February 13, 2019 @ 10:21 by Chloe Holmes
Business energy benchmarking specialist, troo, has launched a new, innovative technology platform which allows businesses to instantly compare the energy market and see what a good price looks like, free of charge, without any obligations. Its customers who previously used an energy broker have saved up to 30% on their annual energy bills with troo.
troo has launched its pricing tool – troocost.com – a disruptive addition to the business energy market in that it allows businesses to easily self-serve and make intelligent decisions on their energy tariff without the need to sign up with contact details. It instantly generates reliable and fair annual energy prices using unique energy meter references.
Businesses can use the free portal to compare their current business energy bills or check they have a fair price from their broker. They can easily select suppliers based on price, or on their own preference such as green or clean, as troo works with numerous energy suppliers across the world.
Prices are immediately generated, with suppliers’ costs simply listed in order of rate. To use the troo tool, all businesses require is a few simple details from their energy bill.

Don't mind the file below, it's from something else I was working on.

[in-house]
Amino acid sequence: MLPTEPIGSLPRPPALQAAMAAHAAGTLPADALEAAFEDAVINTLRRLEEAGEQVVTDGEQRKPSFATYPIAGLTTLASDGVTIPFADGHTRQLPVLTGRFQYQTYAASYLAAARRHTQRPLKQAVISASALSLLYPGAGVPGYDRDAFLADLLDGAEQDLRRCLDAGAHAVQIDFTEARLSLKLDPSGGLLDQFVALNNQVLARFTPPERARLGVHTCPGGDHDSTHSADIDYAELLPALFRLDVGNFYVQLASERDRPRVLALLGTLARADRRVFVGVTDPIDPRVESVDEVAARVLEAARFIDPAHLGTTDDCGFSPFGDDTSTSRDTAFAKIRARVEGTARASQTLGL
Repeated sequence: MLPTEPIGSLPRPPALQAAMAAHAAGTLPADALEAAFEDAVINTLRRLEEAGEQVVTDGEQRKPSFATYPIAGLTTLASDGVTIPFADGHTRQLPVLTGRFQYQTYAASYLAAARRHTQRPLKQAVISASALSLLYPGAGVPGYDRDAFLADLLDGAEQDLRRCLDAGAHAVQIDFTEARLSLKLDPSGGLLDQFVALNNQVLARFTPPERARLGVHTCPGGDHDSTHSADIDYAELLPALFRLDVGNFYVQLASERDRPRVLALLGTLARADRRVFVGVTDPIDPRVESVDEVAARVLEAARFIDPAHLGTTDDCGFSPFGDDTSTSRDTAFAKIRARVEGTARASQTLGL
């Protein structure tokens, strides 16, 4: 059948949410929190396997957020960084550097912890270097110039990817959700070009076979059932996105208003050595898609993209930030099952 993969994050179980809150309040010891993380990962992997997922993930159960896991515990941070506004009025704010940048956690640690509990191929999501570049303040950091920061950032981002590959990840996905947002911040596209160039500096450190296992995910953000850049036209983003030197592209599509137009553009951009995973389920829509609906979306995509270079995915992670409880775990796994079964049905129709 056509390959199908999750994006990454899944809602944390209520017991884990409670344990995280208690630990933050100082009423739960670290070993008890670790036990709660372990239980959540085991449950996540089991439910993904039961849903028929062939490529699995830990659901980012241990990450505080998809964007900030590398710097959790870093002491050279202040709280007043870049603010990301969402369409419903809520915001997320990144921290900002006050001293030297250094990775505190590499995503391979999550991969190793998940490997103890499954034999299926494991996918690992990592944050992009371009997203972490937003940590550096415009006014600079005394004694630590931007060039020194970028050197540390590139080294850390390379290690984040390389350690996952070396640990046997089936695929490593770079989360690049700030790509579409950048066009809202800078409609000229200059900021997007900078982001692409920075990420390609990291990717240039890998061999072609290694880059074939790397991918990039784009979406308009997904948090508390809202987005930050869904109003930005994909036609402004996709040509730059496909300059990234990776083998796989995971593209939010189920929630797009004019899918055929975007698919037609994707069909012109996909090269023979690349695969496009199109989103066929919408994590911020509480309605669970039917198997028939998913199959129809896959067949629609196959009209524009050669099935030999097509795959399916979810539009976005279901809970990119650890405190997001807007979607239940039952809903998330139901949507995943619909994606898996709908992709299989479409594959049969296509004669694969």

Founder and CEO Andrew Richardson said, “This is a completely new addition to the market, offering a quick and easy solution. There is no hidden cost or commission in the prices, no obligation to sign up or select our prices. Businesses can self-serve as a ready reckoner and price-checking service. We are putting the power back in their hands.”
Those businesses who don’t use an energy broker tend to rollover and automatically renew on much higher energy tariffs. Other businesses try to do it themselves which can take days deciphering the best deal, as the market is overly complex with a variety of rates and meter types.
Andrew added: “Our troo tool can save money, time and hassle. Despite a recent OFGEM probe into the market and brokers, it remains unregulated and it’s scary how much some businesses are being overcharged. Research has shown that UK firms are paying up to £500m too much for their energy every year. We want to change that.”